A boy’s dream of being a circus ring master turns into a magical book
Micheál Brett’s first book features a dog who was inspired by his support worker’s pet
Micheál Brett, author of Micheál and the Magical Circus which was inspired by the shows he put on as a child and the farm animals around his home as he grew up. Photograph: James Flynn/APX
Pages from Micheál and the Magical Circus.
Micheál Brett laughs a little nervously as he explains his children’s book Micheál and the Magical Circus came about because he always wanted to be a ringmaster in his own circus.
Sipping coffee in Athlone Town Centre, a few weeks short of his 23rd birthday, he describes how, as a child he had a “circus mat” with a star emblazoned on it. He would lay it out at home, putting on shows for his family. Like the character in the book, he pestered everyone to help him become a ring master.
But he was just a boy. A boy with intellectual challenges. When Brett became an adult he realised being a ringmaster was probably not going to happen. So he did the next best thing: he wrote a children’s book about his dream of owning a circus.
Lavishly illustrated by local artist Sara Brennan and printed by Athlone’s Temple Printing, Micheál and the Magical Circus was inspired by the shows he put on as a child and an active imagination fostered by the farm animals and fields around his home as he grew up.
The book features “magnificent Johnny” and his dog Miley Moo – who Brett says was inspired by Miley, the dog of his support worker Louise Kenny.
Kenny works for the Midlands-based Muiriosa Foundation which provides Brett with 65 hours of support a week, visiting him in his independently rented flat and helping with his projects. His mum Di helps him with his craft work including Christmas decorations such as Yuletide logs, which he makes and gift wraps, adding model birds and battery operated lights, throughout the year. He sells them in the run-up to Christmas, at markets around Athlone.
Brett says putting the story together was not difficult and he is looking forward to his next one – a comment which brings a laugh from Kenny. “Let’s get this one finished first,” she says, going on to explain Micheál and the Magical Circus is currently being reprinted. The print run is 500 copies, twice the original one.
They might even do more, Brett says, and again mentions a second book, perhaps a sequel.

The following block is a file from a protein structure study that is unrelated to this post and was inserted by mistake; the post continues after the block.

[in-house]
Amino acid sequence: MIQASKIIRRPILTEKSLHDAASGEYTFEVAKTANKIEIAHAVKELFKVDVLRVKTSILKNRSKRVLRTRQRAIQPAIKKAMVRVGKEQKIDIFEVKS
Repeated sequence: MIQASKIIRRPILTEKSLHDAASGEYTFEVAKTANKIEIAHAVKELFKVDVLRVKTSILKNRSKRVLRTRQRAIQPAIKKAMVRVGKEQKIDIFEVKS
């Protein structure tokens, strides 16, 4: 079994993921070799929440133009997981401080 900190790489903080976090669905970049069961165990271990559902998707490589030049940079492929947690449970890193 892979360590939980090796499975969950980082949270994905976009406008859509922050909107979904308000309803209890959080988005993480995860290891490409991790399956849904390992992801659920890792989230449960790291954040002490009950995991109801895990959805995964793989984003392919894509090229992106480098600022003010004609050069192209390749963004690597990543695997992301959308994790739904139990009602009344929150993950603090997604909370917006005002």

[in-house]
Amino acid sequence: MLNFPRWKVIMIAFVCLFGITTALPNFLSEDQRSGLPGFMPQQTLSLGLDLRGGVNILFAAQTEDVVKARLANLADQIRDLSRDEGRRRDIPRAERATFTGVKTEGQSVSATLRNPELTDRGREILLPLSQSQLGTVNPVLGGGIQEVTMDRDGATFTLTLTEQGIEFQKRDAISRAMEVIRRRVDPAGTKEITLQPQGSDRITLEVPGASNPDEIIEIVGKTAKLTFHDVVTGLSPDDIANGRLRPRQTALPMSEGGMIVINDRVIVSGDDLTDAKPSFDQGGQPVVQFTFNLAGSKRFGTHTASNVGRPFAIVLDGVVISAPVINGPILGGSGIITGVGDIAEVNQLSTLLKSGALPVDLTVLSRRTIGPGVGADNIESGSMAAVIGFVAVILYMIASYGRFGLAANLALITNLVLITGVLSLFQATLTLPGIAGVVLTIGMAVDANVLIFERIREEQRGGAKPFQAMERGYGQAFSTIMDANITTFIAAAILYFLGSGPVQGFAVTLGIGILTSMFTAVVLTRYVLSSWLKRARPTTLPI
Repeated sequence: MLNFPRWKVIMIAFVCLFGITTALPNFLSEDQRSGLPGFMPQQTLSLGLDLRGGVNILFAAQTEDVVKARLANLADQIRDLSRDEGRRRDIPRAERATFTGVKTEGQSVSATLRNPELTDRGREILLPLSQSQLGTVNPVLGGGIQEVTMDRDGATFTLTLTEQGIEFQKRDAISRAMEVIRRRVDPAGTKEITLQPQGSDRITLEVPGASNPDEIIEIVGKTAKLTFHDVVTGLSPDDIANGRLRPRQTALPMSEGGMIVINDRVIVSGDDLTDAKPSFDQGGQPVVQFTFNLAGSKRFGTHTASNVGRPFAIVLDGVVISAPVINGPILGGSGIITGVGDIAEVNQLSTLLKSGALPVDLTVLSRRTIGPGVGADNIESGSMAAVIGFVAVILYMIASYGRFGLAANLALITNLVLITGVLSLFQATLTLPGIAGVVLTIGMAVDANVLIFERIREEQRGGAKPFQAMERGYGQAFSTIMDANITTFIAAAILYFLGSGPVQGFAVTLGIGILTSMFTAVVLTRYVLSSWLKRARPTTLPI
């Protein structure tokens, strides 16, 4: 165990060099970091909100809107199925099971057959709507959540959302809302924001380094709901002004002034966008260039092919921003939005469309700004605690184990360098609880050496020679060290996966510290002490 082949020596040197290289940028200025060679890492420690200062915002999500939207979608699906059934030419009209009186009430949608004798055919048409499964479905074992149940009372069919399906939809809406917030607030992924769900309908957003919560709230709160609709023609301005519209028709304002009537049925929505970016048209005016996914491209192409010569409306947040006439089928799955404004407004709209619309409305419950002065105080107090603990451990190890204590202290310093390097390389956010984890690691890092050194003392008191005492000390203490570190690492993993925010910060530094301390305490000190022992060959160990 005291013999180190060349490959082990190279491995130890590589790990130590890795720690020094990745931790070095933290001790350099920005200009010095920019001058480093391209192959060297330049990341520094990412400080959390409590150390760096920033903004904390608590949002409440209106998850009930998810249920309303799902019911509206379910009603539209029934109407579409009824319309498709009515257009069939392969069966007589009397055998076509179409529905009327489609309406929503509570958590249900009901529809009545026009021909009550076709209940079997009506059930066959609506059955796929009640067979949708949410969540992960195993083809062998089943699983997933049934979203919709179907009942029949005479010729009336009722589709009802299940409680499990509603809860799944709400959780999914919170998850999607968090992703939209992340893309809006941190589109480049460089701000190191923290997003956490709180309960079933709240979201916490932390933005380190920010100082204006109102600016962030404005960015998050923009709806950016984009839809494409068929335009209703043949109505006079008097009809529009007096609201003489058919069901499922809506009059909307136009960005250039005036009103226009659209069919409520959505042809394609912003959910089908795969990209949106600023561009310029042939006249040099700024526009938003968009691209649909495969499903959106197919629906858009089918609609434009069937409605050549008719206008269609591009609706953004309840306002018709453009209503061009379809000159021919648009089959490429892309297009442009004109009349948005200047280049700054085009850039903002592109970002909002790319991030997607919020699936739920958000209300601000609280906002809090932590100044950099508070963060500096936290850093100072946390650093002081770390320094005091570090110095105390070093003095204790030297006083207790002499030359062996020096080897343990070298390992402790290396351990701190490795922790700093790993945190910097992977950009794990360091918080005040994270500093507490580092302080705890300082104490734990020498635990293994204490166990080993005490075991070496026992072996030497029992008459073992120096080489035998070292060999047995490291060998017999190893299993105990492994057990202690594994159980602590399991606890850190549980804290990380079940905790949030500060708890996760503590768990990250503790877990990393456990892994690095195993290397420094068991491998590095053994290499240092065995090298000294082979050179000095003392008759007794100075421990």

“We might just have break first,” laughs Kenny who nevertheless says it is a possibility.
The Muiriosa Foundation’s Person Centred Wing which delivers Brett’s support was set up in 2009 to work alongside people using the Muiriosa Foundation and their families so as to “figure out what a full and inclusive lifestyle would look like”, according to the foundation.
Operating across seven counties in the Midlands, the approach is to focuses on individual needs so people get the opportunity to create the life they want for themselves. “What people want is usually very ordinary but seen as extraordinary if you have a disability,” the foundation says.
Its experience is that what most of the people it supports want are a circle of friends that includes people who do not have disabilities; being homeowners; being active club members; and doing work placements and paid jobs.
Since the book was published Brett has become a bit of a celebrity – with a book launch in Athlone, book signing, and articles in the local press. There has even been a puppet show of the magical circus and guests were entertained by storyteller Paul Timoney. “It is very busy,” he says.
Micheál and the Magical Circus is available from the Bastion Gallery, Athlone; Celtic Roots Studio, Ballinahown, Co Westmeath, or from online store Etsy (€8), using the title Micheál and the Magical Circus or the identifier “mblimited”. The website describes it a “ mesmerising rhythmic tale of a young boy who dreams of becoming a ringmaster [and] receives the best birthday present allowing him experience the most magical journey of his life. A tale to be shared with all those special little people in your life.”